Digg, which in its heyday was effectively run by its power users, is dying. Wikitravel is probably joining it: two-thirds of its admins want to jump ship to the greener grass of the Wikimedia Foundation. Who in turn have their own people problems–a stubborn gender gap and a diminishing number of active admins. Meanwhile, across the Web, people are asking “Is StackOverflow being ruined by its moderators?”
There’s a common thread here. Site starts up; site scales; a power-law minority of its users become its key community, and if/when that community withers, the entire site is endangered. The examples above are edge cases who explicitly assign admin rights to unpaid users, or take the power law to its extreme. But they indicate a larger point.
Like it or not, we live in the Age of Social Media, and the wars for dominance have just begun. Facebook bought Instagram as a defensive move. They’re clearly in Google’s sights–and before you laugh, bear in mind that Google+ traffic is apparently up 43% since December and now surpasses LinkedIn’s. Path is gunning for Facebook too, whether they admit it or not. App.net just set its sights on Twitter. Meanwhile, Reddit is rampant, Pinterest just erupted out of nowhere, and Quora continues to underachieve.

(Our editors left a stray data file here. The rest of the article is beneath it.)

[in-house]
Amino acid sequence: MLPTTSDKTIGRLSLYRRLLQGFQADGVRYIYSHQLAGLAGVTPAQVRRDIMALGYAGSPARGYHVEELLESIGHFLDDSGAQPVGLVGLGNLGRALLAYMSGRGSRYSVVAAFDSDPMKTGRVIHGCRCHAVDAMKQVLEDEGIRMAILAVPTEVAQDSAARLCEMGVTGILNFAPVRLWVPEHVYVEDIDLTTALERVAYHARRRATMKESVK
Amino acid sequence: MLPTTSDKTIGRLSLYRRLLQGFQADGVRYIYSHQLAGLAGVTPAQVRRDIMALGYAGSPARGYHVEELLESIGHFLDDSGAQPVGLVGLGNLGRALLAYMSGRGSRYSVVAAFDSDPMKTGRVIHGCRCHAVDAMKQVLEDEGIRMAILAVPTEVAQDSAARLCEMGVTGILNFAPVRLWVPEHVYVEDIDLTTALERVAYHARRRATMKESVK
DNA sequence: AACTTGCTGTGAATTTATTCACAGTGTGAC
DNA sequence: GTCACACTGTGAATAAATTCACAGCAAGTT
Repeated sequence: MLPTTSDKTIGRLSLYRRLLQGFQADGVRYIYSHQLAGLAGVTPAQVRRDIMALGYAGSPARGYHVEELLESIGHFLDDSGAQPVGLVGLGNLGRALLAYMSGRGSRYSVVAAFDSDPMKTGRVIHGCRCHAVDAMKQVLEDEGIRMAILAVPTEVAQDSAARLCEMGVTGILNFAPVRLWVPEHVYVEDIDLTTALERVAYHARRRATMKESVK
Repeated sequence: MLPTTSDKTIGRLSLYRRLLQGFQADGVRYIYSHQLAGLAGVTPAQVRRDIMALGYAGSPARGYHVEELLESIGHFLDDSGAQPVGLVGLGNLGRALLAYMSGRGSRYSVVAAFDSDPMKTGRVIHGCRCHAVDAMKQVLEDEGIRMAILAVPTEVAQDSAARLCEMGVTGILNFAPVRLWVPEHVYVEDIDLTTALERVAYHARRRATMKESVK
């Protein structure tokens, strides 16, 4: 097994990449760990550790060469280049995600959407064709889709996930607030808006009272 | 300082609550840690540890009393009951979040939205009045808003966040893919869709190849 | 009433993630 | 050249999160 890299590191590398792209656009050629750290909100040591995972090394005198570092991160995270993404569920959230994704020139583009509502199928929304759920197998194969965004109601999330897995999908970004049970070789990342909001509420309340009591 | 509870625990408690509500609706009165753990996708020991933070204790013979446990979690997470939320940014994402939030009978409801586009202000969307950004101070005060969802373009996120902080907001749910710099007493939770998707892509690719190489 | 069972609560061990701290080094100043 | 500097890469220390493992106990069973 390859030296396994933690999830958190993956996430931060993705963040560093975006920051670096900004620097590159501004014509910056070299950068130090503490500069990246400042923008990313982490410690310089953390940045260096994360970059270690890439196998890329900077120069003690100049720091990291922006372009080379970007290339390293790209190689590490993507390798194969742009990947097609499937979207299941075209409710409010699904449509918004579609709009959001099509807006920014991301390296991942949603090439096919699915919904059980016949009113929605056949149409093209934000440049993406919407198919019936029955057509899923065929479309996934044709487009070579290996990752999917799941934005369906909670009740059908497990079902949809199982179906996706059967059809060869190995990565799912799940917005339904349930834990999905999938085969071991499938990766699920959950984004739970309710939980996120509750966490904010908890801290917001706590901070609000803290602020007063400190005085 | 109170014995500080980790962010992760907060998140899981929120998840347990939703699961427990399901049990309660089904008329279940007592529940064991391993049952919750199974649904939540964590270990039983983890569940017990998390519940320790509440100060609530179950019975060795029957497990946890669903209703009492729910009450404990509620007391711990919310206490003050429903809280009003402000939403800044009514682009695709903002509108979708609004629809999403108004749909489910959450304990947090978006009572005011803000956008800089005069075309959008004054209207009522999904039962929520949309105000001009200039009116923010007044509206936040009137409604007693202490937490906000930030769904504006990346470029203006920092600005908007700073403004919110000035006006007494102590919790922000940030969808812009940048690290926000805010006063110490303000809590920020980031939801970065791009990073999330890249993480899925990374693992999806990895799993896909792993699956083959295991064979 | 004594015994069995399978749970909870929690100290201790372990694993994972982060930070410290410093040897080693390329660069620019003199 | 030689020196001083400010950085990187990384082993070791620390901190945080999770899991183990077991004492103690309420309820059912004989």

But how do you conquer an enemy social network?